Splice Beta resources
Session summaries to read, watch, link to, and download
In another step forward for robo-journalism, a regional newspaper in Japan is rolling out an artificial intelligence system that automatically generates summaries of news articles for distribution across a range of media platforms.
The Shinano Mainichi Shimbun teamed up with Fujitsu, Japan’s largest IT services company, to create the software based on technology developed by Fujitsu Laboratories. Staff at the broadsheet have been producing summaries manually, a task that takes up to five minutes per article. The software creates summaries instantly and with greater accuracy than a different summarizing method that begins with the lead and stops when the word limit is reached, according to Fujitsu.
The system uses a combination of natural language processing and machine learning to pick out the most salient parts of the article, scoring each sentence in terms of importance.
During a trial, it was trained on a dataset of 2,500 articles from the newspaper as well as their manually compiled summaries.
“By pairing the original articles with the summaries and defining that as reference, or teacher data, we built an ‘important sentence extraction model’ that evaluates the content importance according to individual sentences, as well as a ‘sentence-shortening model’ that maintains sentence structure while deleting unnecessary words,” says Masato Yokota, a director at Fujitsu’s State Infrastructure and Finance Business Group.
The software can work with articles written in Japanese or English. It was built with a web API that can be easily inserted into the existing editorial workflow. A “summary” button activating the API was implemented into the editing screen for the paper’s cable TV news, Yokota said.
Japanese newspapers aren't known for innovation. But here's one that is using AI to generate summaries. Story by @robotopia
First published in 1873, the Shinano Mainichi Shimbun is one of Japan’s oldest dailies. Headquartered in Nagano, northwest of Tokyo, it claims a morning-edition circulation of 487,000 copies and distribution to 61% of households in Nagano Prefecture.
“The third-wave AI is set to become a trend of great relevance, and now is the time to make concerted efforts in improving the newspaper production workflow as well,” says Hiroshi Misawa, the paper’s managing director.
The Shinmai, as it’s known, plans to roll out the system in April for its cable TV news summary service, with an eye to speeding up news updates.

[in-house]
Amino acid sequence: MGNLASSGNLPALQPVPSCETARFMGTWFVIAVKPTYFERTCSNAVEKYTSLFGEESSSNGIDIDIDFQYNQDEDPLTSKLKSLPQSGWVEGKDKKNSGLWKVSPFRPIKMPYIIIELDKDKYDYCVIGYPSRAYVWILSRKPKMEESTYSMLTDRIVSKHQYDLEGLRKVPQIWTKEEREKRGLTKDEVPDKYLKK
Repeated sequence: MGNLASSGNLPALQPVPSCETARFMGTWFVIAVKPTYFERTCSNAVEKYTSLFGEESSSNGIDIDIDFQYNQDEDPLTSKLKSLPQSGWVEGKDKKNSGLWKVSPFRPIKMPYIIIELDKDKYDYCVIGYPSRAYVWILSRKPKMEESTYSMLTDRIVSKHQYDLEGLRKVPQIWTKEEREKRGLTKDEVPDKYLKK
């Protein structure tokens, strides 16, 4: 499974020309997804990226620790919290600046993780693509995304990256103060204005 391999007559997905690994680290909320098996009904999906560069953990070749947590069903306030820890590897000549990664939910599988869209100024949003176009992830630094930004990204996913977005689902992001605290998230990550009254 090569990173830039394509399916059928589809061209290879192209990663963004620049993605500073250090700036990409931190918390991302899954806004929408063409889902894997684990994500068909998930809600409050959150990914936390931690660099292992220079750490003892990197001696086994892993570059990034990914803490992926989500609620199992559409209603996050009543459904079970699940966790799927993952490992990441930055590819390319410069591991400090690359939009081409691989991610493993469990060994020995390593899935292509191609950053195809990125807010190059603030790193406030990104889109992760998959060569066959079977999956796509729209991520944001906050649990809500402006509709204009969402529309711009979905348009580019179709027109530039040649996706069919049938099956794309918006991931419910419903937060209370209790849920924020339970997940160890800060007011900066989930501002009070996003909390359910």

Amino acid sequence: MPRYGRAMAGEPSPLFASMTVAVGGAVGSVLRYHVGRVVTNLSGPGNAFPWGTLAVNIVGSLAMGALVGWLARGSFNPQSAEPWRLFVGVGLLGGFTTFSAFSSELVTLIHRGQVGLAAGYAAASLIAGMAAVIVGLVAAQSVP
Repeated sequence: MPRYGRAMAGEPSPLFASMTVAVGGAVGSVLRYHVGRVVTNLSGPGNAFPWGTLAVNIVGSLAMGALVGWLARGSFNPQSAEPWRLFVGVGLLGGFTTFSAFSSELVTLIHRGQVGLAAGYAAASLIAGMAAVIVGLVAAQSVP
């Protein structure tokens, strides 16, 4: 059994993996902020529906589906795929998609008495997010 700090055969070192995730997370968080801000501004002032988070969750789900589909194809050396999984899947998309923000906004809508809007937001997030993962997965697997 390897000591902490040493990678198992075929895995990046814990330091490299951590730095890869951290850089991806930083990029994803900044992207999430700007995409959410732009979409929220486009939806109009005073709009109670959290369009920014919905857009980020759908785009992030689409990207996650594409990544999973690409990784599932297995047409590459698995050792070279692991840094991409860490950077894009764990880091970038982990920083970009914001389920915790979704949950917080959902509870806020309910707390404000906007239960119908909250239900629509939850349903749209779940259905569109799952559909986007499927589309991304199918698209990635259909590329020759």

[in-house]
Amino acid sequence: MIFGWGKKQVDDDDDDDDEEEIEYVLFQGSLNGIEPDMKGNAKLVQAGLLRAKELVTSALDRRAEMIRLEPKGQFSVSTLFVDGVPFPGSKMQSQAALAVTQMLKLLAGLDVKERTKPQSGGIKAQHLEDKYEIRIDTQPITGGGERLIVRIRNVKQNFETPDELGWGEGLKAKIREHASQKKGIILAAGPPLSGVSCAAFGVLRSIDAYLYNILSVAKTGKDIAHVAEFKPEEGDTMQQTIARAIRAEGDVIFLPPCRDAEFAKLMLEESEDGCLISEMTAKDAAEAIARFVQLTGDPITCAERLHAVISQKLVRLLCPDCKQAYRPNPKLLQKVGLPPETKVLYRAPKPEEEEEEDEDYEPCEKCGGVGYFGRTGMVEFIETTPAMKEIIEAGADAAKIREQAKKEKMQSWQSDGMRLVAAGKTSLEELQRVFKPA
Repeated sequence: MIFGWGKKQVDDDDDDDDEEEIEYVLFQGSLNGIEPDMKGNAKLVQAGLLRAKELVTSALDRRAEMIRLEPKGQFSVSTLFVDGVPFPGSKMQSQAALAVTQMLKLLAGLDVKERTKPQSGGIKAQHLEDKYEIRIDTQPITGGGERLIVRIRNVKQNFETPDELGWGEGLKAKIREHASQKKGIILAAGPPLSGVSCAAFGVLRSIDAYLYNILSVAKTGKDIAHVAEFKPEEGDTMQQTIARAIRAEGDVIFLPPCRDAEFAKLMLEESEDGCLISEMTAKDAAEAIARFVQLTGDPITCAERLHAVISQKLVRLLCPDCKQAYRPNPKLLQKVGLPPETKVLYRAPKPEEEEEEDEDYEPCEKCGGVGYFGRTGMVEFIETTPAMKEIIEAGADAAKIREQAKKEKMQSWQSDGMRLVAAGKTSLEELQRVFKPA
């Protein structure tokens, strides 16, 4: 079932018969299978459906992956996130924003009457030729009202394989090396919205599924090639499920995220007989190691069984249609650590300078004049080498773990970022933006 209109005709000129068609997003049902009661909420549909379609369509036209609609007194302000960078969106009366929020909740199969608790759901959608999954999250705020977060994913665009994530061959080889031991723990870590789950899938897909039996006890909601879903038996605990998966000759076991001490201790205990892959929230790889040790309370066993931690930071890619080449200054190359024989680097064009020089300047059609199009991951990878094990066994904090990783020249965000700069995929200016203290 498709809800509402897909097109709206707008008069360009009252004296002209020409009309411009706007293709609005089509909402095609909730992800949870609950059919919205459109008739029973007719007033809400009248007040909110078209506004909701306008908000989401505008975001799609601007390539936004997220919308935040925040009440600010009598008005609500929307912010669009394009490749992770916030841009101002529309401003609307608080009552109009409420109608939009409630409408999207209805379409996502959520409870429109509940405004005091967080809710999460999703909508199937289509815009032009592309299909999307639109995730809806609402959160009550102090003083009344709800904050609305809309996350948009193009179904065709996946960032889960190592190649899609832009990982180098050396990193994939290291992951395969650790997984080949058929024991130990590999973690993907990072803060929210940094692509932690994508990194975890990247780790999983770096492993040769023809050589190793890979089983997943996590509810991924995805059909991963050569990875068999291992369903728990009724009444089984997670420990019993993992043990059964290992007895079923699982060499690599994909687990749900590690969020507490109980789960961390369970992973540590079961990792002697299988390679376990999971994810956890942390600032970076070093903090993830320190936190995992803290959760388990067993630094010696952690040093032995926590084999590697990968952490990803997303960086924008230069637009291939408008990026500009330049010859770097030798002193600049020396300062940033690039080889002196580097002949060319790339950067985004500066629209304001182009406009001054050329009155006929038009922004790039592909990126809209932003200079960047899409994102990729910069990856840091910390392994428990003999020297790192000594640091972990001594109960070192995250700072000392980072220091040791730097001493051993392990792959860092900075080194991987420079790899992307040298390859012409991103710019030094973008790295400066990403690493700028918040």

The summarizing AI joins a host of other automated news applications sometimes described as automated or augmented journalism. Heliograf, the Washington Post’s own news bot, produced about 300 briefs on the Rio Olympics of 2016, and has since covered U.S. elections and high school football games; it produced about 850 articles in its first year, according to Digiday. The Associated Press worked with AI firm Automated Insights to deploy software to cover earnings reports.
“Through automation, AP is providing customers with 12 times the corporate earnings stories as before (to over 3,700), including for a lot of very small companies that never received much attention,” AP global business editor Lisa Gibbs was quoted as saying in a 2017 report.
“With the freed-up time, AP journalists are able to engage with more user-generated content, develop multimedia reports, pursue investigative work and focus on more complex stories.”
Our mission is to drive radical change by supporting bold, forward-looking media startups in Asia. In order to do this, we report on, teach, transform, and fund newsrooms in Asia.
Our newsletters are read by some of the smartest people in global media.
We’re Alan Soon and Rishad Patel, and there’s more about us here.
All the knowledge from Splice Beta is right here. Learn from this community’s best.
The Splice Beta Fund is a prototyping grant that helps news and media entrepreneurs in Asia to quickly ideate, launch, test, and iterate products and services for audiences and customers. See our six grantees here!
Splice Lights On is our way of supporting the media community financially affected by Covid-19. See the grantees here.
Splice Low-Res is our virtual community check-in for media startups. Register, watch, sponsor, or stay in the loop here.
We also have a Telegram group. Come say hi.
Our prototyping grant for media entrepreneurs in Asia to test news products for audiences
The highly prescriptive and opinionated Splice guide to setting up your own email newsletter